Wednesday, November 30, 2005

Reactions to The US National Strategy in Iraq

The strategy outlined in this report issued by the White House made a number of good points and should function as a tool for clarification about our official policy and aim. That having been said, I saw recurring and troubling omissions of what I believe to be very important information.
The main issue is the continuing effort to either deny or ignore the fact that the strongest and most powerful factor driving most terrorists and insurgents is the idea that it is a holy war and that Bin Laden and al-Zarqawi (among the others utilizing terrorism) are "defending Islam." I can only assume the White House is opting to term this very vaguely as propaganda instead of taking on that viewpoint head-on (no pun intended).
I would think that addressing the Islamic world's concerns more prominently would be advantageous but there could be other unknown factors that justify the current stance. Especially taking into account how these suicide bombers and religious extremists are being recruited and developed, it makes sense to focus on the skewed perspective equally if not more than taking on the force directly with military action.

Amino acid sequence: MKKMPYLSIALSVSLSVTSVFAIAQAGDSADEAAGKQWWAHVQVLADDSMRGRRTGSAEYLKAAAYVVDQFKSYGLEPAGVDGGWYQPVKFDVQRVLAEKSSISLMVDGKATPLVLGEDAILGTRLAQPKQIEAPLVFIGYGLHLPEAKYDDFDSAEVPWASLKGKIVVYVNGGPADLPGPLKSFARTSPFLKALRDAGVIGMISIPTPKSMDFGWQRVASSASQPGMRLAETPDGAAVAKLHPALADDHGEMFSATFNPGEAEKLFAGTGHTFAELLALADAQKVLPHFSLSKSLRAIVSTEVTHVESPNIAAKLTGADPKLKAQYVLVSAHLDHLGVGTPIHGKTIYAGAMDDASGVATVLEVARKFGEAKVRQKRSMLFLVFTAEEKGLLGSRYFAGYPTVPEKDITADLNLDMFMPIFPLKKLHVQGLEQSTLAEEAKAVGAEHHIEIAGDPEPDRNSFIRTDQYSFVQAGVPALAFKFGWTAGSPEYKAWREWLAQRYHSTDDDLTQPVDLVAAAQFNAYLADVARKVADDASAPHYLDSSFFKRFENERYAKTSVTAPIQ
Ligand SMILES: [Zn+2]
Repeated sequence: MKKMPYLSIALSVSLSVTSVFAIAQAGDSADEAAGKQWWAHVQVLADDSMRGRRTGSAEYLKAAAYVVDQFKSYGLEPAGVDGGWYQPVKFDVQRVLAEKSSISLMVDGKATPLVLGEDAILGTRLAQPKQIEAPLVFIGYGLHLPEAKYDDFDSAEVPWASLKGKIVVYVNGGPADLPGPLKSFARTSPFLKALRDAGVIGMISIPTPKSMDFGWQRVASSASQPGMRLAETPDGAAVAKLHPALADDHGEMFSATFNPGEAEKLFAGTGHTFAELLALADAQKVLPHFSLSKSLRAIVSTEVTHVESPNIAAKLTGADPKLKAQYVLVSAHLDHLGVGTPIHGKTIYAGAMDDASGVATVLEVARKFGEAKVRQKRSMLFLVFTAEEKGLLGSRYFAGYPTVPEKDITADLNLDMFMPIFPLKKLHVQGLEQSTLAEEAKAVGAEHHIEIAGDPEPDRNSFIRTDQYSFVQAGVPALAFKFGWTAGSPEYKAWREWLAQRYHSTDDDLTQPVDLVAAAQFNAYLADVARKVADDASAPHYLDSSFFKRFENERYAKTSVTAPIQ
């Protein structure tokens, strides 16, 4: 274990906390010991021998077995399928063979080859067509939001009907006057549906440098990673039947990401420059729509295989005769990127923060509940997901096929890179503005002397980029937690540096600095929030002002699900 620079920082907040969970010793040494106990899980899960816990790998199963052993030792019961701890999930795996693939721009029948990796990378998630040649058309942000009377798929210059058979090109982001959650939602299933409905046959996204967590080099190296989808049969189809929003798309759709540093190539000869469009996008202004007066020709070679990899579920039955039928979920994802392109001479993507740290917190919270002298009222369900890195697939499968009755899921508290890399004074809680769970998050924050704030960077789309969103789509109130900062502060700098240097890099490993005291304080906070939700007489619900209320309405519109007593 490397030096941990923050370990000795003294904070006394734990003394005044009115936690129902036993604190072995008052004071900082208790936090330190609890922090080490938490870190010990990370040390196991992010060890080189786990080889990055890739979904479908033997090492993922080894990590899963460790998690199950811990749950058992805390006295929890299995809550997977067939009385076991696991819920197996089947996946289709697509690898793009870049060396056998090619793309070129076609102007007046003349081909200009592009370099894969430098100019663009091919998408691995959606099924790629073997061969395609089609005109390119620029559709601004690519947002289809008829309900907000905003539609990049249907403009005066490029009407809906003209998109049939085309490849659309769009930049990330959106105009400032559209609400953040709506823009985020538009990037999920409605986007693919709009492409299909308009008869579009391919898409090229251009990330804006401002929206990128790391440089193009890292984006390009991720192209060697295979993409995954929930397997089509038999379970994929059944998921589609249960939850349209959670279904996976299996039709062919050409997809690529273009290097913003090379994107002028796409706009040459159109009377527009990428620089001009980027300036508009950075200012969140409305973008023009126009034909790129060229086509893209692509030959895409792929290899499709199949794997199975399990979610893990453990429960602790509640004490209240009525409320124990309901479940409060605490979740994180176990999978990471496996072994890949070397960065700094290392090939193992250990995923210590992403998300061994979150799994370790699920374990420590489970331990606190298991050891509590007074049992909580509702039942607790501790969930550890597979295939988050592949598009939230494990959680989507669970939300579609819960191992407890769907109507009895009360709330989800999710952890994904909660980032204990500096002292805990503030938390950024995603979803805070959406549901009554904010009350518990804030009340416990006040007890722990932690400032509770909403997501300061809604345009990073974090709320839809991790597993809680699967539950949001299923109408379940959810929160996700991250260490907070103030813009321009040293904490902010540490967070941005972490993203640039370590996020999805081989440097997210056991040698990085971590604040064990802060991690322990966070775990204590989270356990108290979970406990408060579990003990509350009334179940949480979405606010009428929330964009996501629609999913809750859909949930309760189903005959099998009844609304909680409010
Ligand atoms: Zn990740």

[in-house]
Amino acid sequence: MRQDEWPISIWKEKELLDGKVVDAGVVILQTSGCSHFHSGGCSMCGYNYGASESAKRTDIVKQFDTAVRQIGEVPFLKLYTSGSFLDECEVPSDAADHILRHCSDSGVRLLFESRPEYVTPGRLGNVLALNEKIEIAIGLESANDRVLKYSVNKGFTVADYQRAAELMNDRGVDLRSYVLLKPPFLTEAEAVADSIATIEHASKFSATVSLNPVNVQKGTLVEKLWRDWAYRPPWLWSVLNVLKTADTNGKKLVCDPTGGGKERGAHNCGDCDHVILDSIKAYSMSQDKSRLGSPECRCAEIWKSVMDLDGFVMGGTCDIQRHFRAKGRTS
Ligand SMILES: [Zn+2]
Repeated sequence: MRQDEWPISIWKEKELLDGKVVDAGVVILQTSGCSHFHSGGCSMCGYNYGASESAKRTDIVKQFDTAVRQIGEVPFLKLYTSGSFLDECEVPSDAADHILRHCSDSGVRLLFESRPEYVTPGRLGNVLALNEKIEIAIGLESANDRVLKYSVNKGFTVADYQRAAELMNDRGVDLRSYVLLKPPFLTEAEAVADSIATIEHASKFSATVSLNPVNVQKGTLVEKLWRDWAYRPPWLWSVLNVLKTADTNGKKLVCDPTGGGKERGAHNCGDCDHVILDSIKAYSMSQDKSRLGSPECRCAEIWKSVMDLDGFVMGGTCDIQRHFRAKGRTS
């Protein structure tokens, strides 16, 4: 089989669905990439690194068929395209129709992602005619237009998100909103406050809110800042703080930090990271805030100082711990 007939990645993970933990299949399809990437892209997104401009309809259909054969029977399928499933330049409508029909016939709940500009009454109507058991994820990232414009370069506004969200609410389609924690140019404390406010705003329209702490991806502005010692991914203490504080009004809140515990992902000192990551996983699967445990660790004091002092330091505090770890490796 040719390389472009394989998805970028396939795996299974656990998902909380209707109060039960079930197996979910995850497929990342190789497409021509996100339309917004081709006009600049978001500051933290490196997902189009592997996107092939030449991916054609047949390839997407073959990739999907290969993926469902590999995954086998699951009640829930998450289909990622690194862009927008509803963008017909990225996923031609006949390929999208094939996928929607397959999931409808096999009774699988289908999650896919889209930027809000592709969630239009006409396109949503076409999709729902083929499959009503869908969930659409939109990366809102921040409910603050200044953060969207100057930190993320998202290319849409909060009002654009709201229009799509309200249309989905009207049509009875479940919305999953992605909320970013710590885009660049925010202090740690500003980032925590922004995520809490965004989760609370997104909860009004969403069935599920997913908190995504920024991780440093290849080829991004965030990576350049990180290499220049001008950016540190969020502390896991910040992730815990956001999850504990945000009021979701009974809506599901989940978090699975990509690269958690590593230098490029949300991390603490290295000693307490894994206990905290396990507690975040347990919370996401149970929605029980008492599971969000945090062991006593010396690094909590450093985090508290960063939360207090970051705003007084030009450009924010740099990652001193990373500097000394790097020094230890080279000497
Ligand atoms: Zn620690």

Everyone wants purpose. In a region that is tough in climate, economic environment, and religion, it is no wonder there is a deep pool of recruits. With strong political viewpoints that are hammered in by religious and political leaders in the area, they feel morally vindicated and a common bond in the oppotunity to fulfill what they see as a very worthy cause. They believe we are evil. They believe our country is trying to invade them for our own benefit and attack Islam to assert Christianity. I don't believe this to be true but they most certainly do. When you view someone or something as attacking your core beliefs and way of life by what you understand to be an evil empire... well, it doesn't take a genius. Violence isn't the answer, but it is a proven human reaction to hightened emotion and reaction to threat. [sarcasm] ...Not that a country that fought for its own independence and even itself (in civil war and cultural and familial wars) would be able to relate to those feelings. [/sarcasm]